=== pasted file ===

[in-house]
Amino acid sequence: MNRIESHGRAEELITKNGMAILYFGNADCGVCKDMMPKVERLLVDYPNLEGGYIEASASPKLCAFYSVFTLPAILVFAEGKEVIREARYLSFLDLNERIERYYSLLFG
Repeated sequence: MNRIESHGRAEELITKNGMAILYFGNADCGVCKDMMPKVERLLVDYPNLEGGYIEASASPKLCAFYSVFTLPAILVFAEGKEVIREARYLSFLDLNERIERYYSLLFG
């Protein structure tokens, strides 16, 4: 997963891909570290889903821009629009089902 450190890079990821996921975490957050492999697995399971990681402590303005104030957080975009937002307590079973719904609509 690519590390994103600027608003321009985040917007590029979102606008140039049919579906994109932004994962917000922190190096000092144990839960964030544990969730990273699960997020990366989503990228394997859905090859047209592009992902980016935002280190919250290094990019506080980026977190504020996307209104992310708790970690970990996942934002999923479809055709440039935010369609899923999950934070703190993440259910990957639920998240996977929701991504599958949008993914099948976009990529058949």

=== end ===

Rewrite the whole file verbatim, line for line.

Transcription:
[in-house]
Amino acid sequence: MNRIESHGRAEELITKNGMAILYFGNADCGVCKDMMPKVERLLVDYPNLEGGYIEASASPKLCAFYSVFTLPAILVFAEGKEVIREARYLSFLDLNERIERYYSLLFG
Repeated sequence: MNRIESHGRAEELITKNGMAILYFGNADCGVCKDMMPKVERLLVDYPNLEGGYIEASASPKLCAFYSVFTLPAILVFAEGKEVIREARYLSFLDLNERIERYYSLLFG
């Protein structure tokens, strides 16, 4: 997963891909570290889903821009629009089902 450190890079990821996921975490957050492999697995399971990681402590303005104030957080975009937002307590079973719904609509 690519590390994103600027608003321009985040917007590029979102606008140039049919579906994109932004994962917000922190190096000092144990839960964030544990969730990273699960997020990366989503990228394997859905090859047209592009992902980016935002280190919250290094990019506080980026977190504020996307209104992310708790970690970990996942934002999923479809055709440039935010369609899923999950934070703190993440259910990957639920998240996977929701991504599958949008993914099948976009990529058949």